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Date Permissions Signed


Date of Award

Fall 2021

Document Type

Masters Thesis

Department or Program Affiliation


Degree Name

Master of Science (MS)



First Advisor

DeBari, Susan M., 1962-

Second Advisor

Mulcahy, Sean

Third Advisor

Kraft, Michael


The focus of volcanic activity in the Izu-Bonin arc has migrated across the arc over time, creating distinct across-arc geochemical regions including the arc front, rift region, and the rear arc seamount chains (RASC). This study challenges the previously held assumptions that the rear arc was inactive after 2.8 Ma and that tephra deposited in the arc younger than 2.8 Ma with K2O > 1 wt.% and La/Yb > 2.2 was sourced from the SW Japan arc. I studied 1.1 - 2.7 Ma tephra retrieved from core from the rear arc at Site U1437, IODP Expedition 350, in order to clearly identify tephra provenance using geochemistry.

Our new dataset includes geochemical data from glass shards for 53 < 2.7 Ma tephra layers from Site U1437 combined with rhyolite dredge samples from the rift and rear arc regions. These data are compared with a previously published dredge sample dataset for the same latitude range (~32°N) and a SW Japan arc tephra dataset to distinguish between three possible tephra sources, 1) volcanic front/rift-related 2) rear arc seamount chain-type, or RASC type, and 3) SW Japan arc. Compared to the volcanic front and rift, the RASC-type signature is more continent-like with a medium to high K2O (> 1 wt.%), high La/Yb (> 2.2.), and lower eNdand eHf. Thorium concentration is distinctly lower in magmas from all regions of the Izu-Bonin arc (< 5 ppm) as compared to the SW Japan arc (> 5 ppm). Additionally, SW Japan arc tephra is distinctively lower in eNd and eHf compared to the RASC-type tephras.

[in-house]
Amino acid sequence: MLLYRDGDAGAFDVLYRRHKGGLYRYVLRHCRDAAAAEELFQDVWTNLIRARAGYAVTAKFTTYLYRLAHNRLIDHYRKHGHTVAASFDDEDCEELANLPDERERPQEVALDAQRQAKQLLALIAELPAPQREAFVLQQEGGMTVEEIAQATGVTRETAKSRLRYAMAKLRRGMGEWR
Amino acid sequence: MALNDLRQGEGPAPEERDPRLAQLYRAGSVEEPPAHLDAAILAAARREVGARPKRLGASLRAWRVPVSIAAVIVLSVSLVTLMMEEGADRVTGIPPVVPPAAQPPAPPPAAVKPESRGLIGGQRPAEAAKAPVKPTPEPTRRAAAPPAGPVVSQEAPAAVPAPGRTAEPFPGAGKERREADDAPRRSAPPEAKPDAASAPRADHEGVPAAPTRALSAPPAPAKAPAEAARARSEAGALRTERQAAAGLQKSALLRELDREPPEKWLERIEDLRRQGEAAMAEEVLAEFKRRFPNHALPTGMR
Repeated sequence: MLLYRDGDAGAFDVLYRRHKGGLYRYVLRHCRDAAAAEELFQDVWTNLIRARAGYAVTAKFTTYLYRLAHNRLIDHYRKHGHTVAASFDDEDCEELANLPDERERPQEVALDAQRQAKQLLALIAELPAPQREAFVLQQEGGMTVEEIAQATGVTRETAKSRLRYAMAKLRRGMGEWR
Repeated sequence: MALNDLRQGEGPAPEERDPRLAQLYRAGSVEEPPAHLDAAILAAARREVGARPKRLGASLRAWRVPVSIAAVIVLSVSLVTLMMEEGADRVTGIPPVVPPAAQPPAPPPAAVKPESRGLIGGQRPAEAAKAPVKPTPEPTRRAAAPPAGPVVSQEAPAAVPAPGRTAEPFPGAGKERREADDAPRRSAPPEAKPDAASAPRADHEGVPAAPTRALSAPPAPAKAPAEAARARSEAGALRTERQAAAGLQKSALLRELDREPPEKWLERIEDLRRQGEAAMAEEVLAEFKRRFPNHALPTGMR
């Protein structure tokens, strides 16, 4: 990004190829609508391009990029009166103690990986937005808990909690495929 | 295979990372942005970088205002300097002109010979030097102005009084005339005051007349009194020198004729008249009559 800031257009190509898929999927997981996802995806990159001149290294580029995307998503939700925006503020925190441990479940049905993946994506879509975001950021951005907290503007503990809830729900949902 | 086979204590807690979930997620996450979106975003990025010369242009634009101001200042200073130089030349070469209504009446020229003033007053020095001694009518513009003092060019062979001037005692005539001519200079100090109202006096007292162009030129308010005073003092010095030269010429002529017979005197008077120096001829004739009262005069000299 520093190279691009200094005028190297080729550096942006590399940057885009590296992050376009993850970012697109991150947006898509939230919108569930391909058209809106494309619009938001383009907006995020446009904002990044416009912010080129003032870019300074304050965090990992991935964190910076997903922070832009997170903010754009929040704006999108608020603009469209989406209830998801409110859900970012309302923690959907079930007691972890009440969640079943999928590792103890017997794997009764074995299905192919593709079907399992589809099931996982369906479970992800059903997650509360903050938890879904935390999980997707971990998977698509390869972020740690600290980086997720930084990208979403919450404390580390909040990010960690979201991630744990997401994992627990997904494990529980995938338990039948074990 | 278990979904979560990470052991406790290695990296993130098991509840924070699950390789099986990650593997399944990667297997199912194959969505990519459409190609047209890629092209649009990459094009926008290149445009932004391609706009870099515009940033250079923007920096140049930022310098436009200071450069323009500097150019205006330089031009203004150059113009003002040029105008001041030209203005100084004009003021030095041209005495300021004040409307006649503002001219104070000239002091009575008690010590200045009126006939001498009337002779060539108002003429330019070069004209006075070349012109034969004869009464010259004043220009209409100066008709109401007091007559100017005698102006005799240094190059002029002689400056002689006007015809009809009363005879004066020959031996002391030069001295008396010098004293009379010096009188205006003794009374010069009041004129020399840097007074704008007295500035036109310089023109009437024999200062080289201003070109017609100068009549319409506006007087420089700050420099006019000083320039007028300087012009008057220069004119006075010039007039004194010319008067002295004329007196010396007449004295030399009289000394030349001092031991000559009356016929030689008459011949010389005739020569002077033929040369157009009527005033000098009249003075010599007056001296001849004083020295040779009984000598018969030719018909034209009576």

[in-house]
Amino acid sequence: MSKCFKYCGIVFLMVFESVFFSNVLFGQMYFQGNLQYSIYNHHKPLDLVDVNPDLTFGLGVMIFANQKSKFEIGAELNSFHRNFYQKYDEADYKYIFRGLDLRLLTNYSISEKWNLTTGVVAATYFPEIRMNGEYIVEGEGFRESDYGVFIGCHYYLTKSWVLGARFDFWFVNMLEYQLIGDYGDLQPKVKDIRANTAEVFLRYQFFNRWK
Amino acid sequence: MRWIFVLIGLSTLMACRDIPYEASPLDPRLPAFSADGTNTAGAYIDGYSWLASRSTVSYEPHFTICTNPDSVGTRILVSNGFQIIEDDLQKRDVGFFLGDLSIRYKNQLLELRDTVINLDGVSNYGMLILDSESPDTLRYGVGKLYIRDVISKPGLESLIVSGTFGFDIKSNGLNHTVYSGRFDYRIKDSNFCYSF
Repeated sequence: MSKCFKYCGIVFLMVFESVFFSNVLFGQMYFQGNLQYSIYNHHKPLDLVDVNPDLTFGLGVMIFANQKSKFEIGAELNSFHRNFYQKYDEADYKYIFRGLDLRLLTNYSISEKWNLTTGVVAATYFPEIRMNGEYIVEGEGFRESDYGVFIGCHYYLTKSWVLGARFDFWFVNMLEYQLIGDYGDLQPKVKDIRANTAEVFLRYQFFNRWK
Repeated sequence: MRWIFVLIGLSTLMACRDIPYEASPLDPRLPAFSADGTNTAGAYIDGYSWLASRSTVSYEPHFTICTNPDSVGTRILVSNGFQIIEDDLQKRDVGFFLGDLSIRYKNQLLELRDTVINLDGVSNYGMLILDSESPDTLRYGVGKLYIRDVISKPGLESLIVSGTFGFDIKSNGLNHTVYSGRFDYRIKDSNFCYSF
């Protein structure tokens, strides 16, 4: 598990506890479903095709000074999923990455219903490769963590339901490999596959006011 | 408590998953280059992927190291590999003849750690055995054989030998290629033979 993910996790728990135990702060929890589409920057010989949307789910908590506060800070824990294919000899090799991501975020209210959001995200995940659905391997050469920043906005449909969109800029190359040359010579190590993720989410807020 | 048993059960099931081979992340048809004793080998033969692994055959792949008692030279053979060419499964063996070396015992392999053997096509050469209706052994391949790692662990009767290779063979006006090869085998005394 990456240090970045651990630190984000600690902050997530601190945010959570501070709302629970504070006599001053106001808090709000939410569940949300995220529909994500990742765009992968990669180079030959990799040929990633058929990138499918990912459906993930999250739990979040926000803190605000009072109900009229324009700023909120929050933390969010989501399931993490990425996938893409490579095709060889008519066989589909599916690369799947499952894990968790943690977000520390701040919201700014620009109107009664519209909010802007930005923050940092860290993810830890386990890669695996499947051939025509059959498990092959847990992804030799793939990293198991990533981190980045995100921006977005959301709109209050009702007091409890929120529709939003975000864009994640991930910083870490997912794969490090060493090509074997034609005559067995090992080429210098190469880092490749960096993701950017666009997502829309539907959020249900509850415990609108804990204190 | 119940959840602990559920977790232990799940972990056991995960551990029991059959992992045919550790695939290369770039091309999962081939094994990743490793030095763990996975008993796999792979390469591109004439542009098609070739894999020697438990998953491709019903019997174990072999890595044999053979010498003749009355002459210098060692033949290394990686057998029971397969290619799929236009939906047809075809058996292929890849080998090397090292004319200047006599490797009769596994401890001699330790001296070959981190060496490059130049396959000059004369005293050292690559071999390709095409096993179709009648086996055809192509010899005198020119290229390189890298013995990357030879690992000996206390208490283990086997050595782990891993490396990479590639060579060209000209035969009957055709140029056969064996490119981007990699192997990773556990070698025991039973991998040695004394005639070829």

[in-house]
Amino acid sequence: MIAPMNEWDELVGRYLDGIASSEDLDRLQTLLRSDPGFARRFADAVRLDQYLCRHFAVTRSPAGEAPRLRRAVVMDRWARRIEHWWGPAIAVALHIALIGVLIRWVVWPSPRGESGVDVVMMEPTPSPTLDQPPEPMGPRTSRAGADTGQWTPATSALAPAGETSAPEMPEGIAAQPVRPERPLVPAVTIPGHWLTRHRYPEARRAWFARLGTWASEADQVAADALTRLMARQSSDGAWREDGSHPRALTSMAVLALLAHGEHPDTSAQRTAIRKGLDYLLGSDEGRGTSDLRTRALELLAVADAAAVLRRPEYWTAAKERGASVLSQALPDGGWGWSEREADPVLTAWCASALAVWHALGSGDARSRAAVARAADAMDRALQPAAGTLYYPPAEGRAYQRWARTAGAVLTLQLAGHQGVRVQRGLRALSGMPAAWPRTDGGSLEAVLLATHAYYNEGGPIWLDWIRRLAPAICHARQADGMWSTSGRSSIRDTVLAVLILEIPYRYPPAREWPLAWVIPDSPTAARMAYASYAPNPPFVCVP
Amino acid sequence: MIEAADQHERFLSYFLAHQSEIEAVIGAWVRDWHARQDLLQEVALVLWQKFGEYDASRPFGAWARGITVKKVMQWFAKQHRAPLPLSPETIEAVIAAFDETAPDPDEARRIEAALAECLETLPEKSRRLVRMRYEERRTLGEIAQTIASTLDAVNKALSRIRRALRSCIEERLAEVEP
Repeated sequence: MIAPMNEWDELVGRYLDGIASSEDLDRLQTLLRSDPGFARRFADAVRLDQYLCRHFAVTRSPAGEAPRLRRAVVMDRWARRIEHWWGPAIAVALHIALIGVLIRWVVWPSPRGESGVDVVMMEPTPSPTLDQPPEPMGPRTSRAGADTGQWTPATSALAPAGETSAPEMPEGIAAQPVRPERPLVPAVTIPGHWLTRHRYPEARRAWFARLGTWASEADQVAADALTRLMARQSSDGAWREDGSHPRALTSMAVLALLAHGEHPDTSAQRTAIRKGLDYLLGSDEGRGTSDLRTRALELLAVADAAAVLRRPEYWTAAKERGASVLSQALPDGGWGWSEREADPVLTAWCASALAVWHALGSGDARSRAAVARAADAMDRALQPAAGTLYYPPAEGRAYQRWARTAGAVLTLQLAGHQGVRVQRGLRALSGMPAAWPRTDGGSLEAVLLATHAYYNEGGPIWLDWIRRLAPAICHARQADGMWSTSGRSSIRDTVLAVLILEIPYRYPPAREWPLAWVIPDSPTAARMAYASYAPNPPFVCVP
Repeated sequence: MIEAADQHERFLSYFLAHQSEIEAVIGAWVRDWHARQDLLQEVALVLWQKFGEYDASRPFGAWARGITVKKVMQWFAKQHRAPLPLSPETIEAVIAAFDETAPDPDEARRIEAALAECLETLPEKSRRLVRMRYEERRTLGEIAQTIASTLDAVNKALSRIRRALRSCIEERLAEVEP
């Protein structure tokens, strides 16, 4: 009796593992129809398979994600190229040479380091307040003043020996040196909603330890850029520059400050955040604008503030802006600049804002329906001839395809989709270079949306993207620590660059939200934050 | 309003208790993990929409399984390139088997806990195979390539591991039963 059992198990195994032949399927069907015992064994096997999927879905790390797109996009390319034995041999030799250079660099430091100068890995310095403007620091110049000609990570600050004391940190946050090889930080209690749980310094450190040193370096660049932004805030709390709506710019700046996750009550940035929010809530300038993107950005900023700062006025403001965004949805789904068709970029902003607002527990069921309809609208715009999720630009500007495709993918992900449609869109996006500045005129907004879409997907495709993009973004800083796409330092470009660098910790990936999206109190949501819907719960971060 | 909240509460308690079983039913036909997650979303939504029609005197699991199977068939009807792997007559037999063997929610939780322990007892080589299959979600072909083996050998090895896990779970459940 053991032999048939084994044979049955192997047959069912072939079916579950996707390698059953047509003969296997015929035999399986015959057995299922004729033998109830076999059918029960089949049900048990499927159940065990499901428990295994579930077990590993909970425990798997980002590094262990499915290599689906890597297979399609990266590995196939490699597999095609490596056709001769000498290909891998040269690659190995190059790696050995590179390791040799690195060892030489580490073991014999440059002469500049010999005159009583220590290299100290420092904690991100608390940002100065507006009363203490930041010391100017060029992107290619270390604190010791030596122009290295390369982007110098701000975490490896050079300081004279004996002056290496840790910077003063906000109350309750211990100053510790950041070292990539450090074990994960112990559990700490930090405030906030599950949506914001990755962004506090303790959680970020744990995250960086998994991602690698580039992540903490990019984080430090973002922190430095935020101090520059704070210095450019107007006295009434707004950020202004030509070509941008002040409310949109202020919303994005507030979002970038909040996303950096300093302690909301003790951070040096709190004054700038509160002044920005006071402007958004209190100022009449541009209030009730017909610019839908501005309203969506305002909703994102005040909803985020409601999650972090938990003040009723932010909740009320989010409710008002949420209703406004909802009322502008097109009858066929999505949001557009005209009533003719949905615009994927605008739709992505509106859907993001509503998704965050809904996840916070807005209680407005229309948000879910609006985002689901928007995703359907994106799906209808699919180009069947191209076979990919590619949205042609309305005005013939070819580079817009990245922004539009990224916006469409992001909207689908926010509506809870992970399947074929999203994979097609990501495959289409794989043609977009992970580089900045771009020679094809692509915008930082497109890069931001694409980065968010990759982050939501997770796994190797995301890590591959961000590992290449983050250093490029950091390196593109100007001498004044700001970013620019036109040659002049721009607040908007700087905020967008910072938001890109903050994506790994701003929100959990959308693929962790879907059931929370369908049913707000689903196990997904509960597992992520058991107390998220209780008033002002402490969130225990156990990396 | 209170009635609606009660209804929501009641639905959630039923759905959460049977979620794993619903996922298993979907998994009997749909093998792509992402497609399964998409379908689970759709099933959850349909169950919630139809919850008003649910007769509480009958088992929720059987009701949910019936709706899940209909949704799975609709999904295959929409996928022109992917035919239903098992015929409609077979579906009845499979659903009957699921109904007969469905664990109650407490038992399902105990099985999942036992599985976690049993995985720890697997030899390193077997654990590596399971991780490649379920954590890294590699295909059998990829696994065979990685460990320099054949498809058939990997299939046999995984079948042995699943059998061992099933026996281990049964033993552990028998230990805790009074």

We find that 8 of 130 consecutive tephra intervals in this 1.1 - 2.7 Ma age range are sourced from the SW Japan arc, 36 are RASC-type, interpreted to be sourced from the rear arc, and 86 are arc front or rift. Thus 28% of tephra intervals from 1.1 - 2.7 Ma are newly interpreted as rear-arc derived rather than from the SW Japan arc.

Younger RASC-type tephra show a trend to more rift-related signatures both in trace elements and isotope ratios. This trend, along with interpreted spatial patterns of tephra sources, suggests eastward migration of RASC-type tephra eruptions and concomitant changes in geochemical signature producing a smooth transition to rift-like characteristics (with some exceptions).

Because the rear arc is >1000 mbsl, an important outcome of this study is that these 36 newly identified RASC-type tephra intervals imply previously unrecognized deep-water (>1000 m) silicic explosive eruptions.




Western Washington University

OCLC Number


Subject – LCSH

Plate tectonics--Micronesia; Volcanic ash, tuff, etc.--Research

Geographic Coverage





masters theses




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